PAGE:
One of my favourite parts of working at Guardicore is seeing the cool stuff that our Labs team does, and their latest piece of research is no different. The illustrious Guardicorians Liad Mordekoviz and Ophir Harpaz are back at it with their update to the Indexsinas worm. You might also know this worm by its pseudonym NSABuffMiner.
If you missed the original research release, I’ll break it down in a high-level here. Like, super high-level. If the actual research is more your jam, click that button below.
Who was affected?
This was a pretty large attack scope. Since 2019, our sensors have recorded over 2000 attacks from over 1300 sources. Some of the notable affected industries were hospitality, education, healthcare, government, and telecom.
How does Indexsinas work?
It’s nothing if not persistent. Between covering its tracks by deleting its own handiwork and stopping other unrelated programs – this worm is no joke.
Once the worm makes it into an environment, it installs a Remote Access Tool (RAT) and
and pulls an E.T. – phones home – to the command and control domain in South Korea. Once this has happened, it can propagate throughout using the user’s token.
Then it drops the cryptominer.
What does it want?
Indexsinas wants two things: to move and groove across the network and across the internet. Just like any other worm, it wants more friends at their party. As mentioned before, it cleans house of the programs that could tattle on it as well as its own old traces. At least it’s a rather polite house guest, cleaning up after itself. Once it’s ready for the next one, it moves onto the next machine (house in this analogy) and starts over.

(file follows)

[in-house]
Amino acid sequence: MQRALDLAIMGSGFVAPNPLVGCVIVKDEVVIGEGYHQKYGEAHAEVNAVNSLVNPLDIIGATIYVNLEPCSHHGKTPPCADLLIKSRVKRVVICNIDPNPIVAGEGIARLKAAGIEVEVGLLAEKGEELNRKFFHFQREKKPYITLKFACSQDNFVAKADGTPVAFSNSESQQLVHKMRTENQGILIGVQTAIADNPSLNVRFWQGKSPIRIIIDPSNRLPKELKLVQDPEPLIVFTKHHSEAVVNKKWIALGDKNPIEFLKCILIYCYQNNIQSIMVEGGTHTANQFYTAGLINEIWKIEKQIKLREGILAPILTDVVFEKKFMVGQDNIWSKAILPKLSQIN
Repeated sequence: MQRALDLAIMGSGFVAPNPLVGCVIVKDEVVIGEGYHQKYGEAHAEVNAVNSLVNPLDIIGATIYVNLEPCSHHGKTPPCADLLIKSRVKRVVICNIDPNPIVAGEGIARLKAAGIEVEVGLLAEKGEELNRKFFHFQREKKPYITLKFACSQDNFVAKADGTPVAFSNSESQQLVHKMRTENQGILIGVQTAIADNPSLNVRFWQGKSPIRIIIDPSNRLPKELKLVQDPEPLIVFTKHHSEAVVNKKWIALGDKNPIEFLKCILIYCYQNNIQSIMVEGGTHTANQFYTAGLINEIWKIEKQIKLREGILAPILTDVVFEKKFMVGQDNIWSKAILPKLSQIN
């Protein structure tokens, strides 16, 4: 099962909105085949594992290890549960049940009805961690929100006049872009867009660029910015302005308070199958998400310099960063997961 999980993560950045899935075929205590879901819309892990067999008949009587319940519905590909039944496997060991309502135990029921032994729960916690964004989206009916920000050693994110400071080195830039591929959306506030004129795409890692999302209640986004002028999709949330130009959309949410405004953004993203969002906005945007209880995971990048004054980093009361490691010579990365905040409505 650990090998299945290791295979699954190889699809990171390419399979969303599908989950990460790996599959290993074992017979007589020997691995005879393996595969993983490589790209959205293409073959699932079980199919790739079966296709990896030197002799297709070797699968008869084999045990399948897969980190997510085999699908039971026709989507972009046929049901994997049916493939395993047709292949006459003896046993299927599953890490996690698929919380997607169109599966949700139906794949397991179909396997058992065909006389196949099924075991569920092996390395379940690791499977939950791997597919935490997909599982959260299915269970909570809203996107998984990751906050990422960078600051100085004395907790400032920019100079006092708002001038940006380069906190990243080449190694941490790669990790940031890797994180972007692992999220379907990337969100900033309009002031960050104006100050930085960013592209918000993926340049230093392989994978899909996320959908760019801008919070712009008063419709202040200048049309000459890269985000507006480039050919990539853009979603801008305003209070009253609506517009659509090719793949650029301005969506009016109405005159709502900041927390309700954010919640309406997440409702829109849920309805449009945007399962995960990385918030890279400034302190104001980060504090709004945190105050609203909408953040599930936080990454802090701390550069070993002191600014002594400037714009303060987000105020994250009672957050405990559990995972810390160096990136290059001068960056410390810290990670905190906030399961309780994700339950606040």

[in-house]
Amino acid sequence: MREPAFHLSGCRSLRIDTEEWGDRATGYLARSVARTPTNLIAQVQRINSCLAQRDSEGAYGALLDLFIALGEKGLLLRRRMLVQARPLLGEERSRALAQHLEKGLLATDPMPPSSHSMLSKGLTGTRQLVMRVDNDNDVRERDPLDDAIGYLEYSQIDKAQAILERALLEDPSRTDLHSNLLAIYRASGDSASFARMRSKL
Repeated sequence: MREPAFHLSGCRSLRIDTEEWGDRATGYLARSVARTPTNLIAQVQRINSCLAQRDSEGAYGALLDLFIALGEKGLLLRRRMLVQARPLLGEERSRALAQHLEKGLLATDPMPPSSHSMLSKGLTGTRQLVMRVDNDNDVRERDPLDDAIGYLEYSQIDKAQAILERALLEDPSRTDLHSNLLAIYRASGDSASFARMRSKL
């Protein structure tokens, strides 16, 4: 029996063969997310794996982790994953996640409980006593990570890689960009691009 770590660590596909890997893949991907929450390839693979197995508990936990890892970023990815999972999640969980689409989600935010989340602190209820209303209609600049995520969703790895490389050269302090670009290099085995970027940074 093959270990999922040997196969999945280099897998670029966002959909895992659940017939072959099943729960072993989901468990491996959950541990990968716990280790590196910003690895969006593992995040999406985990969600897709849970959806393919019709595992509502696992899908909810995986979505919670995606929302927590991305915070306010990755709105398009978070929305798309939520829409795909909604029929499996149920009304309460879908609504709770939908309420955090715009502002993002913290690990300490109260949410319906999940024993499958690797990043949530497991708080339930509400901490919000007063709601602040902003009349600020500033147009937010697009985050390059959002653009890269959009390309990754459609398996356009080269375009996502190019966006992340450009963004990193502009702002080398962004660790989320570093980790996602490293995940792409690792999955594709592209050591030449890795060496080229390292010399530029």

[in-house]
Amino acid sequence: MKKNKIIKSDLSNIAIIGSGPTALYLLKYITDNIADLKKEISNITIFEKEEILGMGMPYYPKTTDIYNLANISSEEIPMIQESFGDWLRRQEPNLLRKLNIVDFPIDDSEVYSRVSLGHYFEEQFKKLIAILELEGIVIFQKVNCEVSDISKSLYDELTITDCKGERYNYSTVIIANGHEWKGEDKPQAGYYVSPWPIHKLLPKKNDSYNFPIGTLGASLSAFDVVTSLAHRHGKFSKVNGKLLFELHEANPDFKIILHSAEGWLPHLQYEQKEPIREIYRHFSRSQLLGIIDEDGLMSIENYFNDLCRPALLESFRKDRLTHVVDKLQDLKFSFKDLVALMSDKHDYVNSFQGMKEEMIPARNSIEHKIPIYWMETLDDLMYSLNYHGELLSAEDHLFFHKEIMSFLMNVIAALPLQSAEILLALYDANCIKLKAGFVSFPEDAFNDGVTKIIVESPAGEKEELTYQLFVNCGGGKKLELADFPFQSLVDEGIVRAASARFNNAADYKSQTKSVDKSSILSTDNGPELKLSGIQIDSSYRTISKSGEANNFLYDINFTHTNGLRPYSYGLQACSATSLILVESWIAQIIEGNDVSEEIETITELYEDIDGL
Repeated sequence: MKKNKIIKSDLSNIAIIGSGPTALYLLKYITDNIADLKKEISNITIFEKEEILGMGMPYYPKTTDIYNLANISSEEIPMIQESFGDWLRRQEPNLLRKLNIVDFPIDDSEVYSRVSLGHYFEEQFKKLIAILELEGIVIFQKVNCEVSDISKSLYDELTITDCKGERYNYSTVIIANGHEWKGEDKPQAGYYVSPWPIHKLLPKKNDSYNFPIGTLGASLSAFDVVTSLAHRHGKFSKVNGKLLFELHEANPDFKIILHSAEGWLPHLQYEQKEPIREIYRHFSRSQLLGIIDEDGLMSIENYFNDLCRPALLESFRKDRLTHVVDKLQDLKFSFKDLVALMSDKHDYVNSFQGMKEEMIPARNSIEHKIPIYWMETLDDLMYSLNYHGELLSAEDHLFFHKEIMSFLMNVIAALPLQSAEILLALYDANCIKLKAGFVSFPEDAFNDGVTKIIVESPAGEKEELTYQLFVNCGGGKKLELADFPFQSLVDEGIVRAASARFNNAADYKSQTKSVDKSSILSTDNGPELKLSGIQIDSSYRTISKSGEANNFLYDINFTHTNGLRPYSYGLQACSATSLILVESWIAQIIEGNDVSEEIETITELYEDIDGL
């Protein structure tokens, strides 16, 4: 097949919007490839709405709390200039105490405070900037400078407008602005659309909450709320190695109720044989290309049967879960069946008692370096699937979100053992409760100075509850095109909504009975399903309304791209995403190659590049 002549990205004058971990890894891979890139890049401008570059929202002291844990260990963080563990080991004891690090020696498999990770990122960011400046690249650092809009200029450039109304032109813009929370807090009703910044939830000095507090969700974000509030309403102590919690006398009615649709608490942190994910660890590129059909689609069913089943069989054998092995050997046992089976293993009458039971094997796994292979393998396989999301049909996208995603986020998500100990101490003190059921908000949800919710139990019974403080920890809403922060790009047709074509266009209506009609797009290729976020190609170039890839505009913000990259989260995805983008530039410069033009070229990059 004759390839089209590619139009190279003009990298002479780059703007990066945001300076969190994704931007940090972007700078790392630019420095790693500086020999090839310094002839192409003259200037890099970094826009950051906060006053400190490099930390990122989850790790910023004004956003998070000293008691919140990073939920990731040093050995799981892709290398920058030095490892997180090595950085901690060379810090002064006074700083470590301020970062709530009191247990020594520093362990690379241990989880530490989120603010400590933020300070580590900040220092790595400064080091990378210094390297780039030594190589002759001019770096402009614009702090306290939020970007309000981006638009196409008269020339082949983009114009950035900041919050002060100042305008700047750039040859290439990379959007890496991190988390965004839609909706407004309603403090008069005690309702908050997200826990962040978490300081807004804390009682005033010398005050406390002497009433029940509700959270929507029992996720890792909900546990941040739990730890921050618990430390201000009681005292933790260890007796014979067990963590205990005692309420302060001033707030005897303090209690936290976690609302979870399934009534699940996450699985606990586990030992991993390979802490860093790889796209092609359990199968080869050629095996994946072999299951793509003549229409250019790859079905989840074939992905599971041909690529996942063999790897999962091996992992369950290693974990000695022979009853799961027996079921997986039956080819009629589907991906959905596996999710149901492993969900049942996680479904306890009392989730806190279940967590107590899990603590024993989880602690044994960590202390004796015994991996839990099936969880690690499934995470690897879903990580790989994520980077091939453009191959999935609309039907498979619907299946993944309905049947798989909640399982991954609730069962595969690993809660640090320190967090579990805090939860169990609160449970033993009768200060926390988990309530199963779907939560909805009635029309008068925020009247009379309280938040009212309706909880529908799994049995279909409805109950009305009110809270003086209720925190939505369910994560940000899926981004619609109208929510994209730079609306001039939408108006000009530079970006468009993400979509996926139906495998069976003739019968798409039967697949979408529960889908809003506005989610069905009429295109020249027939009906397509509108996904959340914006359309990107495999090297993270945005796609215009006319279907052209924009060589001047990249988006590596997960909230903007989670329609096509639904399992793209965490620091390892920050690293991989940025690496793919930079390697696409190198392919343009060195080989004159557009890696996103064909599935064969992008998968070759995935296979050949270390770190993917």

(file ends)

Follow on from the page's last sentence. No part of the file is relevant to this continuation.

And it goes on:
How to detect and prevent against Indexsinas
Our Labs team not only did the research, but has a detection tool as well. You can run a command line prompt found in our Github with detailed instructions.
For prevention, as it is with any sort of threat that thrives on lateral movement, visibility and segmentation are going to be your friends here. As cliche as it is, you really can’t secure what you can’t see. Additionally, having proper segmentation in place makes it more difficult for the attack to move – and allows more opportunities for it to be seen and stopped. It’s just like stopping ransomware, the less it can move, the less damage it can do.
Want to learn more?
Like I mentioned, this is just an overview of the incredible work Ophir and Liad did on this project. You can see their full research on our Labs blog. It’s, as the kids say, lit.
I wouldn’t be doing my job as a marketer without hat tipping to the fact that the prevention piece of shutting down lateral movement is exactly what we do here. You can see some screenshots of Centra in the research showcasing that.